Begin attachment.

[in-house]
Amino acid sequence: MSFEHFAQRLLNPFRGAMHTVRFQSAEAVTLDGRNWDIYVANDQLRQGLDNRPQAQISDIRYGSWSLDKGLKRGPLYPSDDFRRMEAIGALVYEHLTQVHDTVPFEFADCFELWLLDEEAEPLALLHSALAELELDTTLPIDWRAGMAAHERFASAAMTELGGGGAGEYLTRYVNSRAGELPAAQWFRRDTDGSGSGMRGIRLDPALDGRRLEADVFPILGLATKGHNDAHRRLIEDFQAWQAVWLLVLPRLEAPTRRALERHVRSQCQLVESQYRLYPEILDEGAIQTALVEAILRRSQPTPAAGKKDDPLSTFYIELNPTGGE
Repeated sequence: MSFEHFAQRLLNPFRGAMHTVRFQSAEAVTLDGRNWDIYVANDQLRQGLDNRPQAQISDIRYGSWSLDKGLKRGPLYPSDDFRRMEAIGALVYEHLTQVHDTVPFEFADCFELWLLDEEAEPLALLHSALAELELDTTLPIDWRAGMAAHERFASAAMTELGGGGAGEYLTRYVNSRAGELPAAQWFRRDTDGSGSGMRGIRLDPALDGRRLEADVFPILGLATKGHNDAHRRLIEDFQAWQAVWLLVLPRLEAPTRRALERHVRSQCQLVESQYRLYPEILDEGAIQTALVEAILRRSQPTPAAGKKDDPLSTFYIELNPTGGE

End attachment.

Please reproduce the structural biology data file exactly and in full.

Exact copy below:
[in-house]
Amino acid sequence: MSFEHFAQRLLNPFRGAMHTVRFQSAEAVTLDGRNWDIYVANDQLRQGLDNRPQAQISDIRYGSWSLDKGLKRGPLYPSDDFRRMEAIGALVYEHLTQVHDTVPFEFADCFELWLLDEEAEPLALLHSALAELELDTTLPIDWRAGMAAHERFASAAMTELGGGGAGEYLTRYVNSRAGELPAAQWFRRDTDGSGSGMRGIRLDPALDGRRLEADVFPILGLATKGHNDAHRRLIEDFQAWQAVWLLVLPRLEAPTRRALERHVRSQCQLVESQYRLYPEILDEGAIQTALVEAILRRSQPTPAAGKKDDPLSTFYIELNPTGGE
Repeated sequence: MSFEHFAQRLLNPFRGAMHTVRFQSAEAVTLDGRNWDIYVANDQLRQGLDNRPQAQISDIRYGSWSLDKGLKRGPLYPSDDFRRMEAIGALVYEHLTQVHDTVPFEFADCFELWLLDEEAEPLALLHSALAELELDTTLPIDWRAGMAAHERFASAAMTELGGGGAGEYLTRYVNSRAGELPAAQWFRRDTDGSGSGMRGIRLDPALDGRRLEADVFPILGLATKGHNDAHRRLIEDFQAWQAVWLLVLPRLEAPTRRALERHVRSQCQLVESQYRLYPEILDEGAIQTALVEAILRRSQPTPAAGKKDDPLSTFYIELNPTGGE